Skip to Content
Streetsblog USA home
Streetsblog USA home
Log In
Bike/Ped

Motor Vehicles Leading Cause of NYC Child Injury Deaths

crossing_street.jpg

According to a new study out from the city's Department of Health, children in New York are seven times less likely than children nationwide to die as car passengers. That's the good news, likely the result of the fact that our kids spend a lot less time in cars than most American children.

The bad news is that motor vehicles are still the leading cause of accidental child deaths in New York City; 85 percent of motor-vehicle-related deaths involved children who were pedestrians.

Here are some interesting highlights from the study, which covers the years 2001 through 2005:

    • Driver error alone was cited most frequently (39%) as the main contributing factor; pedestrian error alone was cited 29% of the time; and in 17% of cases both driver and pedestrian error contributed. (DOT had no police report information to determine contributing factor for 9% of cases and contributing factor was unknown in 7% of cases.)
    • African American children represented 49% of all motor vehicle deaths even though they are only 29% of the City's child population aged one to 12.
    • Boys accounted for nearly twice as many motor vehicle deaths as girls (64% vs. 34%).
    • Among the five boroughs, child death rates were highest in Brooklyn and Queens and lowest in Manhattan.
    • Children playing in the street, or darting out from between parked cars were common factors in child pedestrian deaths.
    • More than a third of child-pedestrian deaths involved light trucks, half of which were SUVs.
    • Half of child-pedestrian deaths occurred within 700 feet of a school, nearly all during the evenings, weekends, and summer.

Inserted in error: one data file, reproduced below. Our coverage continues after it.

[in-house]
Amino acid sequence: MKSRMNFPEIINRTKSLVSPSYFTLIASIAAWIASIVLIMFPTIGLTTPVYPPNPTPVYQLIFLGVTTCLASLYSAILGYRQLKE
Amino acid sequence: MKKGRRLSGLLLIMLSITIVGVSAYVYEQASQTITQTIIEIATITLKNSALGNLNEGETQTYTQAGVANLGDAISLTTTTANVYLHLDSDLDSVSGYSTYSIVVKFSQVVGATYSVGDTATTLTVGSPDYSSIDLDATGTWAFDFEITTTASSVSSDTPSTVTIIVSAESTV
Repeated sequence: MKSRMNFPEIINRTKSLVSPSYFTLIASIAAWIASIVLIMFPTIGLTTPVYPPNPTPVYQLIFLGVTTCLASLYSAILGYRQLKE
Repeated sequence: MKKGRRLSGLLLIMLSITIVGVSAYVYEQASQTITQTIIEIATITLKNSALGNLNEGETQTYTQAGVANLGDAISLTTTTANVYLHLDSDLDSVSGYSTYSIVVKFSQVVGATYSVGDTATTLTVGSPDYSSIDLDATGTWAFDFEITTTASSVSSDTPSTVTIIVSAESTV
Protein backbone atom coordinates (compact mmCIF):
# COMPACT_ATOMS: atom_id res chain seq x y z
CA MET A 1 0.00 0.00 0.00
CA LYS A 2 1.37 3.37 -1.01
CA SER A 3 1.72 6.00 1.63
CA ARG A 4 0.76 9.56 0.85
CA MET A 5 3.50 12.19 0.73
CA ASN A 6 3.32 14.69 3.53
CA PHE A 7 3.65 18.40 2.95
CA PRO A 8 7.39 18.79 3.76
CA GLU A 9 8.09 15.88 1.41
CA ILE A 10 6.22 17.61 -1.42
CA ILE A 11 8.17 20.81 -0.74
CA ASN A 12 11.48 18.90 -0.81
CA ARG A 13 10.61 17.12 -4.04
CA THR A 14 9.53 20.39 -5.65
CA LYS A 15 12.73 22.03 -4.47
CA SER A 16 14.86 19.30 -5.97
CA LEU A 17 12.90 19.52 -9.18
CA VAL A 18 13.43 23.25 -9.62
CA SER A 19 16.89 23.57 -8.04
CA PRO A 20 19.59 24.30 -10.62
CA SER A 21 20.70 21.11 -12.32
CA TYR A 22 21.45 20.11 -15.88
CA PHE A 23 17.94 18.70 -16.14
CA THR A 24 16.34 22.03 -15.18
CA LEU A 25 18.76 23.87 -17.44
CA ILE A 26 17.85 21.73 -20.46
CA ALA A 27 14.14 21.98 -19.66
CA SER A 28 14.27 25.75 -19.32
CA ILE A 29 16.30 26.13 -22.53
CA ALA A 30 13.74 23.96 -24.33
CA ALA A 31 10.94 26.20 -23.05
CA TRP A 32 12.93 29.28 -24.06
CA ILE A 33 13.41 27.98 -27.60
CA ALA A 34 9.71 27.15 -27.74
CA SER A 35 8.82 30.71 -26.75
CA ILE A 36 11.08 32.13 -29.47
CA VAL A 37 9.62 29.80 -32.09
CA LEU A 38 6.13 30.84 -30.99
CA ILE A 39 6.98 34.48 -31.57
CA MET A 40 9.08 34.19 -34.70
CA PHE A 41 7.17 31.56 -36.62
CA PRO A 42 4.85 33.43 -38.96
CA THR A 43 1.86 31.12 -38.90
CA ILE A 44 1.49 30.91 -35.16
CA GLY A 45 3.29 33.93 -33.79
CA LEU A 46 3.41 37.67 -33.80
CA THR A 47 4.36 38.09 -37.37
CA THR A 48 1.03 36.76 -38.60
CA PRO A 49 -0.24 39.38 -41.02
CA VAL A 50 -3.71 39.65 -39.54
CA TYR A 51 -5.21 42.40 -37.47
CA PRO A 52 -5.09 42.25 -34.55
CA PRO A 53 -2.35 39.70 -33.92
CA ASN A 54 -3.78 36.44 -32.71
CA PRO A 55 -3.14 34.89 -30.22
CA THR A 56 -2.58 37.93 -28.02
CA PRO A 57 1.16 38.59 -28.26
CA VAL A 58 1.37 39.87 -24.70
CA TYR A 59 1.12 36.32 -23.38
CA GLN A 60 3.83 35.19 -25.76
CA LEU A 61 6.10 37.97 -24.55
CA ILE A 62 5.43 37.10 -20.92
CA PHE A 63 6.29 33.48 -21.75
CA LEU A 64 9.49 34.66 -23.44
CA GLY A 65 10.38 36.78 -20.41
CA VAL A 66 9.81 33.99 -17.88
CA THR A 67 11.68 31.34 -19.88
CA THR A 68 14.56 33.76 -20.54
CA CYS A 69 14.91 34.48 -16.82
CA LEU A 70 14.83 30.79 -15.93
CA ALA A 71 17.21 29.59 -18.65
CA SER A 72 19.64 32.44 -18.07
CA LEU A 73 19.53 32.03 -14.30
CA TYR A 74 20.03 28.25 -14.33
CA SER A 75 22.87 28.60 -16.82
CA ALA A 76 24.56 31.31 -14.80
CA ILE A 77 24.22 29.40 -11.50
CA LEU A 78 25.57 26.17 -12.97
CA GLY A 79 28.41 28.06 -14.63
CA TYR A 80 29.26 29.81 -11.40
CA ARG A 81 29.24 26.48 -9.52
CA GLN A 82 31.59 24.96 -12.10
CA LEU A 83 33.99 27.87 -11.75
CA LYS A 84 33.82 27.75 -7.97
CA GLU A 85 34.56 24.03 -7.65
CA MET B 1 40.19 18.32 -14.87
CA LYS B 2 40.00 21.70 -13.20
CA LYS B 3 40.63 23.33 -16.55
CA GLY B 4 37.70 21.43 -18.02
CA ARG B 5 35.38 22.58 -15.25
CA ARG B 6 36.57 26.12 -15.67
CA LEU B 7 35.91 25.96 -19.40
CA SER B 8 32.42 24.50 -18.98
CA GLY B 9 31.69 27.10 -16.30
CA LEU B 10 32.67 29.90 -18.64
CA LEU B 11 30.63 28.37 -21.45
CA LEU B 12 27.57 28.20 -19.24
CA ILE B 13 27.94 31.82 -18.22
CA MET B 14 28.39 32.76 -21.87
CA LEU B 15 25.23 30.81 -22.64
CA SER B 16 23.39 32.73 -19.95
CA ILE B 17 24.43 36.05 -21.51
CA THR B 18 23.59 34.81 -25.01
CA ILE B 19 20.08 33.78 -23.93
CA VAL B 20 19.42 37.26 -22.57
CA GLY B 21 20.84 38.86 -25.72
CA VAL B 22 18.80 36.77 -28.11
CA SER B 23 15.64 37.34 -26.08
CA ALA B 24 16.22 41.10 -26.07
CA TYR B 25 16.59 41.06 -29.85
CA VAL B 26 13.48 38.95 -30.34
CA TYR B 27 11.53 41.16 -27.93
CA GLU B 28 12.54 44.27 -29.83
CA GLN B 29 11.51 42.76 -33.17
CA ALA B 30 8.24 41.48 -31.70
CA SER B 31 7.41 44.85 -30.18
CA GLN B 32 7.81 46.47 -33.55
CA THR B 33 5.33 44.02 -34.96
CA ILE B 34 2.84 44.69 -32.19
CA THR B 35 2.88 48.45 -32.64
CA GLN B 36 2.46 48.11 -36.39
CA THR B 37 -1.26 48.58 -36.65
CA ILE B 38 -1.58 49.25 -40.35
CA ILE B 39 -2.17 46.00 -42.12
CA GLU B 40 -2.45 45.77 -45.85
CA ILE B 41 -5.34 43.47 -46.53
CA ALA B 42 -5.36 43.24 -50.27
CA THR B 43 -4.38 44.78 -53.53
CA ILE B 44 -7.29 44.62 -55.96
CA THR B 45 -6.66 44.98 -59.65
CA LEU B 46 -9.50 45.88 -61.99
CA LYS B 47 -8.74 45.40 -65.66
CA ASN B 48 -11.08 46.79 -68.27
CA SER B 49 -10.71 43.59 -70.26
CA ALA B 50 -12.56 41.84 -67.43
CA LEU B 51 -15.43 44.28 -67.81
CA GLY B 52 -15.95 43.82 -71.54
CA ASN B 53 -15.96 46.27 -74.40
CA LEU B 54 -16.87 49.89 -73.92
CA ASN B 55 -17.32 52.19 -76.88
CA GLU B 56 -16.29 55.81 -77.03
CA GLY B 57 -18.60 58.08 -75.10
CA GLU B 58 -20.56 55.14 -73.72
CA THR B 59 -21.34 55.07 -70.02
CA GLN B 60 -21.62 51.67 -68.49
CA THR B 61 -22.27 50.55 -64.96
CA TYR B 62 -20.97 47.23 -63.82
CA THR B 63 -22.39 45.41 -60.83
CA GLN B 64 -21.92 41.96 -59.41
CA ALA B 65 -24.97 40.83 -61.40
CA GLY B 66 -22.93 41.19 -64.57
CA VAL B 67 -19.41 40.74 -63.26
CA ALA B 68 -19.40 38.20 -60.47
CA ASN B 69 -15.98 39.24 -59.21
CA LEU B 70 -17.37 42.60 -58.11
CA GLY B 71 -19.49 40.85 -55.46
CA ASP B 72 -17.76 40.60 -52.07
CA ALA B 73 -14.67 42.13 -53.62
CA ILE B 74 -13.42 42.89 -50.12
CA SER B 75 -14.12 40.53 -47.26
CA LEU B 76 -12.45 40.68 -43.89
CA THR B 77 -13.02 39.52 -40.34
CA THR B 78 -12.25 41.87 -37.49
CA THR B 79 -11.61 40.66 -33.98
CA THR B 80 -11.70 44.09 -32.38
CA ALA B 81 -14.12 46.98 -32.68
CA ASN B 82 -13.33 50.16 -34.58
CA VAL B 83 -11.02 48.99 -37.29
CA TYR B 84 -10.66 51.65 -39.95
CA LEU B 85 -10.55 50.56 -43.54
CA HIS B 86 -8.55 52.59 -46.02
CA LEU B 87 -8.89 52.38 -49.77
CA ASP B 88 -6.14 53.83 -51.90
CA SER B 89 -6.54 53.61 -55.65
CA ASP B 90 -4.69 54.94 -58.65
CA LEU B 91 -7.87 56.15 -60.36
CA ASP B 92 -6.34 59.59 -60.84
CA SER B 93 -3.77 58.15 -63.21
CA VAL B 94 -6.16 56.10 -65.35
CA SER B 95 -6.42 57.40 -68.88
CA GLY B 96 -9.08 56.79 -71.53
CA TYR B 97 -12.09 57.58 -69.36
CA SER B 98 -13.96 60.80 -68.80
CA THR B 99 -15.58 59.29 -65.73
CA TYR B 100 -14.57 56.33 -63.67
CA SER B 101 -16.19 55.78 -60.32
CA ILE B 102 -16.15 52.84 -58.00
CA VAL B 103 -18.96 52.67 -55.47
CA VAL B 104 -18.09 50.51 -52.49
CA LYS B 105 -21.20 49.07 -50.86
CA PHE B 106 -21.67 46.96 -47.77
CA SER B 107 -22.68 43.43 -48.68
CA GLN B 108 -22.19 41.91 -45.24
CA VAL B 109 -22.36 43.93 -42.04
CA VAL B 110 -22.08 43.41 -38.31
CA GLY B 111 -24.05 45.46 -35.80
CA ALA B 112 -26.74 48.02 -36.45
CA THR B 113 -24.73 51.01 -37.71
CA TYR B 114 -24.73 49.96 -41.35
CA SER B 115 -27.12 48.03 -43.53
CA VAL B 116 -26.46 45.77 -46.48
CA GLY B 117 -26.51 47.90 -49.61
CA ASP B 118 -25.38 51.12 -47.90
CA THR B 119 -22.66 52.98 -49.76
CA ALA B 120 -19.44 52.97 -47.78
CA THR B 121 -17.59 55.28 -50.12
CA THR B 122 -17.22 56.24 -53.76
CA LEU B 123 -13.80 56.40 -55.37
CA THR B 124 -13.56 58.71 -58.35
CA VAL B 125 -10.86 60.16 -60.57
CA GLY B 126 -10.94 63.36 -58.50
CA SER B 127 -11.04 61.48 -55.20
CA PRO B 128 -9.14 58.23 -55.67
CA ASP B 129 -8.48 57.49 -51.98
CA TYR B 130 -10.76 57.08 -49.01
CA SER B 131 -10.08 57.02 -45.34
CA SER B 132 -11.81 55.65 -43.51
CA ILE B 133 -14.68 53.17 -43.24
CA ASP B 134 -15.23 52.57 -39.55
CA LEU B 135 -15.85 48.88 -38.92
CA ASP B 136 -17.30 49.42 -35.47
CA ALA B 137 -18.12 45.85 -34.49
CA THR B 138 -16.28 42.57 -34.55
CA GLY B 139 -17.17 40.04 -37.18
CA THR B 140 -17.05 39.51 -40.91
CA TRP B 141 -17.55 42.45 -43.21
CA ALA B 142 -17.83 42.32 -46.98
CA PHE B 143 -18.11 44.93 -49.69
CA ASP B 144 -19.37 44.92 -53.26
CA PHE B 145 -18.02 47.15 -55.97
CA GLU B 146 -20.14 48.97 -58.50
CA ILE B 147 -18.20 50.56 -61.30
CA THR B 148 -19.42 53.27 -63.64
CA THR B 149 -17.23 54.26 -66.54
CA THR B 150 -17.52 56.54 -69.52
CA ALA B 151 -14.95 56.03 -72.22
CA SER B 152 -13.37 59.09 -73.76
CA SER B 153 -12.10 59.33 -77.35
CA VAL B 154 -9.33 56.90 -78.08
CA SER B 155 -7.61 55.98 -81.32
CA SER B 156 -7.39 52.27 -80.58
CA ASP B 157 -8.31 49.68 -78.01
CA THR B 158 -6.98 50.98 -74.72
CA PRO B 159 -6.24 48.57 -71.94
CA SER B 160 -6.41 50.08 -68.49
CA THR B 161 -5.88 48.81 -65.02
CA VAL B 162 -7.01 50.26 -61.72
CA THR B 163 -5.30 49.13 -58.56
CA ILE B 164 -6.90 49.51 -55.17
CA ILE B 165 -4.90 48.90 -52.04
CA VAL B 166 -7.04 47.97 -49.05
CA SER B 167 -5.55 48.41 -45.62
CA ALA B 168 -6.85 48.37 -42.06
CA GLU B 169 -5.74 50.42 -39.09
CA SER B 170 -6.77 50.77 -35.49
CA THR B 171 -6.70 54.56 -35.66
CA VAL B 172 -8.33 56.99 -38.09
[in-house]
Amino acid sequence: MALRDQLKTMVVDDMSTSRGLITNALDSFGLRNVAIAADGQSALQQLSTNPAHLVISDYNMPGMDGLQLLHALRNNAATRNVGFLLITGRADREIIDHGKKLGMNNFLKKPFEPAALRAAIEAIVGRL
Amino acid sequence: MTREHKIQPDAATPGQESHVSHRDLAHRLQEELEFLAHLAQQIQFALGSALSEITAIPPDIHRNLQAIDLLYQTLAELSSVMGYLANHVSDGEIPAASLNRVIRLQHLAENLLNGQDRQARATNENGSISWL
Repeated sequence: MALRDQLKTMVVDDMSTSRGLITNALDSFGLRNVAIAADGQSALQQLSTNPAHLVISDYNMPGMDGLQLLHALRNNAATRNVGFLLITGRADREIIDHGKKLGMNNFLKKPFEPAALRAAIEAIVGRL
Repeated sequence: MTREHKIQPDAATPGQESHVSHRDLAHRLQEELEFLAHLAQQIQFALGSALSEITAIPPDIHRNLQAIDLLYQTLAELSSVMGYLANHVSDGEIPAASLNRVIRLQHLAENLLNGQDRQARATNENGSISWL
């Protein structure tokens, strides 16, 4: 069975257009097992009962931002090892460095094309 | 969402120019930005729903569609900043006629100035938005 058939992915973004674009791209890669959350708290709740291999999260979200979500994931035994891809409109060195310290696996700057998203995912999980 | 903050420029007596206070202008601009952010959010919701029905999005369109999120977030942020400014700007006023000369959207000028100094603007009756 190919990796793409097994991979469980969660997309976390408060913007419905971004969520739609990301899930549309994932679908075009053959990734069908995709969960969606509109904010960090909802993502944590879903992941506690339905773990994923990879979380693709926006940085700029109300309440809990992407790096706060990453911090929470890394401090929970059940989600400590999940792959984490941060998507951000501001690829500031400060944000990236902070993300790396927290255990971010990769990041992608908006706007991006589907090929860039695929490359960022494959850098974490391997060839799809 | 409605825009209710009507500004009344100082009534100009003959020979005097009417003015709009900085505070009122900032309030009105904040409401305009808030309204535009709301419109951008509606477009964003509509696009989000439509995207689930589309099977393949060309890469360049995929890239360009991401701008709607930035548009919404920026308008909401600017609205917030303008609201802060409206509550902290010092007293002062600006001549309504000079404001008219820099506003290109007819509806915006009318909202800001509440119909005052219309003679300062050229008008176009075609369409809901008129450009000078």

The report suggests that parents educate their children about safe places to play, but it also suggests some infrastructure and legislative measures:

    • Expanding the transportation infrastructure to include more crosswalks and speed bumps, and working to ensure that all kids live within a 10-minute walk of a park or playground.
    • Creating a traffic safety website and launching a citywide awareness campaign.
    • Supporting state legislation to mandate cross-over mirrors for large commercial trucks.

You can download the full report here (PDF).

Photo: Vidiot via Flickr 

Stay in touch

Sign up for our free newsletter

More from Streetsblog USA

Delivery Worker Minimum Wage Shows Promise … For Some, Data Shows

New data from New York City's Department of Consumer and Worker Protection shows minimum wage is bringing order to a previously wild industry.

July 15, 2024

Monday’s Headlines Go Through Basic Training

An NYU study looks into why the U.S. is lagging behind on high-speed rail, and one transportation expert ponders the impact on growth.

July 15, 2024

Sustainable Transportation Advocates Need to Talk About Sustainable Urban Design

A new book hopes to act as a "magic decoder ring" to our built environment — and a powerful tool to understand how sustainable transportation networks can fit within them.

July 15, 2024

Long Beach Leads in Traffic Circles

Traffic circles aren't quite ubiquitous in Long Beach, but they're around. Riding and walking through the city one encounters circles in neighborhoods rich and poor, new and old.

July 12, 2024

Friday’s Headlines Take Me to the River

Politico reports that the Biden administration is investing $2.5 billion in updating aging Mississippi River locks and dams like this one in Iowa. Transporting freight by barge produces less emissions than trucks or even rail.

July 12, 2024
See all posts